Gibson, watch out!

Before hitting the finishing room, I carefully taped off the fingerboard. It had already had a couple of coats of fingerboard oil rubbed in, so it was done. (Fender and Rickenbacker use a heavy coating on their fingerboards, Gibson and most others don’t. I prefer the faster “natural” feel.) I stopped the tape just shy of the transition from neck to fingerboard. I will smooth that out after the fact.

Since I don’t use any spray equipment, I can’t use the traditional modern lacquer finish. But, that’s okay. There’s nothing like a good oil/varnish to bring out the best in the wood, and I can get the feel equally silky. Plus, I like a more satin finish, instead of the ultra-glossy look of lacquer. So, I rubbed in 8 or 9 coats of oil/varnish (after that many, its easy to lose count), using 600 grit sandpaper and/or 0000 steel wool after each coat. The result, a durable, smooth, finish. After the last coat had cured for a couple of days, I broke out the micro-mesh finishing pads and “sanded” to 12,000 grit. (Really, by the time you get to 8,000, “grit” doesn’t even apply!) The final step in the finishing process, was to apply a coat of wax to the top. The back and sides don’t really need it, and the neck would be pointless, since it will get constant wear.

Then, it was time to start getting the hardware attached. I used a reamer to fit the tuners in their holes (the finish had closed them up, a bit, any way. The post bushings for the bridge and tailpiece get carefully hammered in. On the posts closest to the control cavity, I drilled holes to them and passed grounding wires through. While hammering in those posts, the ground wire gets captured by the tight fit.

Before finishing the hardware and wiring the guitar up, the frets need dressing. No matter how carefully you hammer ( or press) frets in, no matter how straight your neck is, there are bound to be slight height differences from fret to fret. And ANY difference will result in a fret buzz. (This is SOP for any builder, big or small.) Using a long, jointed, straightedge with 220 grit attached, the frets are brought down to a common level, following the radius of the fingerboard. Then, using a fine sharpening stone, the sanding marks are  smoothed. Finally, a special tool (called a fretfile, oddly enough!) is used to recrown the frets, always being careful not to take them down below the new, level, height. This tool also helps to round over the fret ends, so that they do not feel sharp while playing. The levelled, recrowned frets get sanded/polished to a nice smooth shine. I used the same micro-mesh sanding pads for this, but 0000 steel wool and polishing compound can do the same job.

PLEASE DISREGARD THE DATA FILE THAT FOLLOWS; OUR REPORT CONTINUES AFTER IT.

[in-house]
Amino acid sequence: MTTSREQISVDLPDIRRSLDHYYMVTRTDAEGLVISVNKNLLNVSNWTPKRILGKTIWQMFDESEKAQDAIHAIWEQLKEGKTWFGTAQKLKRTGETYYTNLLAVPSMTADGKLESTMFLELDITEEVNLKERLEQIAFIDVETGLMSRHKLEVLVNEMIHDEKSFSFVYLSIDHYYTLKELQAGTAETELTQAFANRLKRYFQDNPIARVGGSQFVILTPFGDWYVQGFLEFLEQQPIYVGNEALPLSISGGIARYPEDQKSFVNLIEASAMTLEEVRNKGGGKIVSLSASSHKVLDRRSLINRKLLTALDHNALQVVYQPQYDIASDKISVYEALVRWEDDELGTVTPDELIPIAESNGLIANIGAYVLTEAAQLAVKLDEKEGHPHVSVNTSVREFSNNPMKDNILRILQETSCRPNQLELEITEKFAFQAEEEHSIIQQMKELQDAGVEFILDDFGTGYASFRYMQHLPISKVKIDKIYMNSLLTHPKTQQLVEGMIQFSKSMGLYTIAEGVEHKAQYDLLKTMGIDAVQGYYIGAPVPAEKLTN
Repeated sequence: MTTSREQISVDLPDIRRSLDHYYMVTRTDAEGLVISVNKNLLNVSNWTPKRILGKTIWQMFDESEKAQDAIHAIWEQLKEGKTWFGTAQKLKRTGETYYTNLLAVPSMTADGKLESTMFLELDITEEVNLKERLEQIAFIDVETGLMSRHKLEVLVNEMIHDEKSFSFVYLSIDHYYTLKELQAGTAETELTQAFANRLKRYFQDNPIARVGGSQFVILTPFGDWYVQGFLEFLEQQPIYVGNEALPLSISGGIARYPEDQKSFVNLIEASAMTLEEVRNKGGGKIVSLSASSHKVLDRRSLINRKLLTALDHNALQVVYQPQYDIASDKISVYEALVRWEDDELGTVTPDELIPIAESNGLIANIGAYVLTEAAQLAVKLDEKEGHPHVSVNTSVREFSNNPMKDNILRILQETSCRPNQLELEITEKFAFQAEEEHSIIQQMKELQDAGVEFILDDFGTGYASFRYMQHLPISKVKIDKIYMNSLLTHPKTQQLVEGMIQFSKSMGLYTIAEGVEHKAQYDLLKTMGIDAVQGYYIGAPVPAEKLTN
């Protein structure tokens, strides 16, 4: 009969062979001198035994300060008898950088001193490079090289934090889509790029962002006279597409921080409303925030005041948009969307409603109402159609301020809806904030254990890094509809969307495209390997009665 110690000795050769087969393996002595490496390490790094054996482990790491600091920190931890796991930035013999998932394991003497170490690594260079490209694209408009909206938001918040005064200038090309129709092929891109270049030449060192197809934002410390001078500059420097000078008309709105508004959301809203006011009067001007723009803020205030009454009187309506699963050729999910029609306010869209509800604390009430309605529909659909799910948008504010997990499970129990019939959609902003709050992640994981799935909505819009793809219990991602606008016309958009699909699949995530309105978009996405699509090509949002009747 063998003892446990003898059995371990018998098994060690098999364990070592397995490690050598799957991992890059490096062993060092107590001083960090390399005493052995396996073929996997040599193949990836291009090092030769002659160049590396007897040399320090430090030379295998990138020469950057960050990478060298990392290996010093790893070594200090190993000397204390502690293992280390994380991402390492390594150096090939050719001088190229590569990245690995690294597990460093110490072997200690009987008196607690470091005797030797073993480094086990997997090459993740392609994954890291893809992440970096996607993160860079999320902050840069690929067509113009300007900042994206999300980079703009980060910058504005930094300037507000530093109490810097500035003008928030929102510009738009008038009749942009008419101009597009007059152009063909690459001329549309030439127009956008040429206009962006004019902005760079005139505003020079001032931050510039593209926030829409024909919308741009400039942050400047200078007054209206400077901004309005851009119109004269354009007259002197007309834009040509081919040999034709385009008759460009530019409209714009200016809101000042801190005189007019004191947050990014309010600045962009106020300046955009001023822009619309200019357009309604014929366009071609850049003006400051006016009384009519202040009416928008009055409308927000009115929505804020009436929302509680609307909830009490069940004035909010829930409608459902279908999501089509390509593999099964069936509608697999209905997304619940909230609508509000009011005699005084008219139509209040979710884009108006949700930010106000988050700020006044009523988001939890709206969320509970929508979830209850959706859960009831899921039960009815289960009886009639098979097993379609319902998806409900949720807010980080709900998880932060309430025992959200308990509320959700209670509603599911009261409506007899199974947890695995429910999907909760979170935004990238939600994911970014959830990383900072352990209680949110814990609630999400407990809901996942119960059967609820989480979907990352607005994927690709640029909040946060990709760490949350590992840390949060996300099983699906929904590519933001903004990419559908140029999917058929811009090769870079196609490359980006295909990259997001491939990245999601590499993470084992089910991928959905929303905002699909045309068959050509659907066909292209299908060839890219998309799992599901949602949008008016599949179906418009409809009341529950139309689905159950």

The last job before wiring is to shape, fit and slot the nut. I used bone for this guitar. Other materials are plastic, synthetic bone or even corian. I shape the top of the nut blank to match the contour of the fingerboard radius, keeping it high enough so that that the strings, in their slots, will clear the frets without buzzing. After marking out the string positions on the nut according to an online nut slot calculator (the spacing is nut equidistant from slot to slot, but rather between the edge of the strings, so the gap changes according to the thickness of the string.) I used a fine detail saw to start the slots. Then, with the bridge and tailpiece installed on their posts, and the guitar strung up to pitch, I used files to seat the strings to the appropriate depth.

Even before wiring it up, the guitar had a nice clear, strong voice. My choice of butternut for the body and maple for the neck seemed to have resulted in a nicely resonant instrument. I had a friend help with the wiring (OK, do). It turned out to be more challenging than it might since I had opted to include an onboard tuner, which added an additional degree of difficulty. It didn’t help matters that my soldering pen was not cooperating fully (memo to self: GET A BETTER SOLDERING PEN!), but, after a while, it was wired.

Plugging it into an amp, turning it on, and…HEY, only one pickup is sounding! But, after checking the connections, playing with the knobs, it came to life. It must have been a stray bit of solder that worked itself loose; no problems since. A nice sound, although a little soft. But, after adjusting the pickup height, a nice full, rich sound. (I will be posting a video in the near future, so you can hear for yourselves.) All ready for its own page.

Now it just needs a name (I hear Les Paul is already taken.)

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